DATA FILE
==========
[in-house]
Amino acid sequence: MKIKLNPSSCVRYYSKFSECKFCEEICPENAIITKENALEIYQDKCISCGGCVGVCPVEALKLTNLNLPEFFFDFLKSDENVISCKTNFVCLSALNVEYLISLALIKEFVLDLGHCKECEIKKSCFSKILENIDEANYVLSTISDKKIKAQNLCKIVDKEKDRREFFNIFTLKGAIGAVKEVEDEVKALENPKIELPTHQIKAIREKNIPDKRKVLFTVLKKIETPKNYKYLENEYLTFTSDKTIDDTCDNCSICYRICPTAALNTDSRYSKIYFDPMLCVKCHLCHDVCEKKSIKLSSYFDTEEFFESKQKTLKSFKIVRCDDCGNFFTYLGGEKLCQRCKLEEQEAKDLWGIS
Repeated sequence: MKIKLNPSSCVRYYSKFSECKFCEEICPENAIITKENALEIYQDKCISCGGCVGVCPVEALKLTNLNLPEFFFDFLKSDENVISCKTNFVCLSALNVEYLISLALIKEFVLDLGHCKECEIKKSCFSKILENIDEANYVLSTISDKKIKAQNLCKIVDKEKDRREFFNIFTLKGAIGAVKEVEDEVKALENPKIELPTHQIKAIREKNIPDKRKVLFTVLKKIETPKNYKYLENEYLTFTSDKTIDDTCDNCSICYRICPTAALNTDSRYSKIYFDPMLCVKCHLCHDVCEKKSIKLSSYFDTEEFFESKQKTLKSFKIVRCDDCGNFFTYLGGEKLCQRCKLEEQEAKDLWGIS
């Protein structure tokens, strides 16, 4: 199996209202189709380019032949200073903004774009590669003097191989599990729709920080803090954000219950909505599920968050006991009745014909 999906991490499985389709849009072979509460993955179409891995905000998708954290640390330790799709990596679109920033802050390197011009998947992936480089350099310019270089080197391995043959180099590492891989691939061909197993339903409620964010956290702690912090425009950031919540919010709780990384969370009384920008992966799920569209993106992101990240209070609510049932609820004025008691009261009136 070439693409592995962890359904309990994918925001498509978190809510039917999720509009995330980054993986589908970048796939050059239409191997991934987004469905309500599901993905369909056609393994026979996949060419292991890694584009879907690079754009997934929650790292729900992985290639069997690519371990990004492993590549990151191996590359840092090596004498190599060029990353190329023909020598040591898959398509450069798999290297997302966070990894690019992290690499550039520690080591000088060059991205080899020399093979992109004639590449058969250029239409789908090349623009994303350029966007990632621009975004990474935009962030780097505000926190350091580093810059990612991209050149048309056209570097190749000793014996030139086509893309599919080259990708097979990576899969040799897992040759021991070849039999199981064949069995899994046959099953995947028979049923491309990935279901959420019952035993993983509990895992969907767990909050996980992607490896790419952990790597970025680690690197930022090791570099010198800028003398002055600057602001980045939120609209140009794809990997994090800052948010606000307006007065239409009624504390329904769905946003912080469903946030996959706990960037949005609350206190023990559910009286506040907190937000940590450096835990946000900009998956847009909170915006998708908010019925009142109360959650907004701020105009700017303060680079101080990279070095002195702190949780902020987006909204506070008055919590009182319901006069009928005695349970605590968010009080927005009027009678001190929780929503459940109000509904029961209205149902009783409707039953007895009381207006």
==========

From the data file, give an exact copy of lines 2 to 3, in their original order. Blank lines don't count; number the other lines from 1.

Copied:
Amino acid sequence: MKIKLNPSSCVRYYSKFSECKFCEEICPENAIITKENALEIYQDKCISCGGCVGVCPVEALKLTNLNLPEFFFDFLKSDENVISCKTNFVCLSALNVEYLISLALIKEFVLDLGHCKECEIKKSCFSKILENIDEANYVLSTISDKKIKAQNLCKIVDKEKDRREFFNIFTLKGAIGAVKEVEDEVKALENPKIELPTHQIKAIREKNIPDKRKVLFTVLKKIETPKNYKYLENEYLTFTSDKTIDDTCDNCSICYRICPTAALNTDSRYSKIYFDPMLCVKCHLCHDVCEKKSIKLSSYFDTEEFFESKQKTLKSFKIVRCDDCGNFFTYLGGEKLCQRCKLEEQEAKDLWGIS
Repeated sequence: MKIKLNPSSCVRYYSKFSECKFCEEICPENAIITKENALEIYQDKCISCGGCVGVCPVEALKLTNLNLPEFFFDFLKSDENVISCKTNFVCLSALNVEYLISLALIKEFVLDLGHCKECEIKKSCFSKILENIDEANYVLSTISDKKIKAQNLCKIVDKEKDRREFFNIFTLKGAIGAVKEVEDEVKALENPKIELPTHQIKAIREKNIPDKRKVLFTVLKKIETPKNYKYLENEYLTFTSDKTIDDTCDNCSICYRICPTAALNTDSRYSKIYFDPMLCVKCHLCHDVCEKKSIKLSSYFDTEEFFESKQKTLKSFKIVRCDDCGNFFTYLGGEKLCQRCKLEEQEAKDLWGIS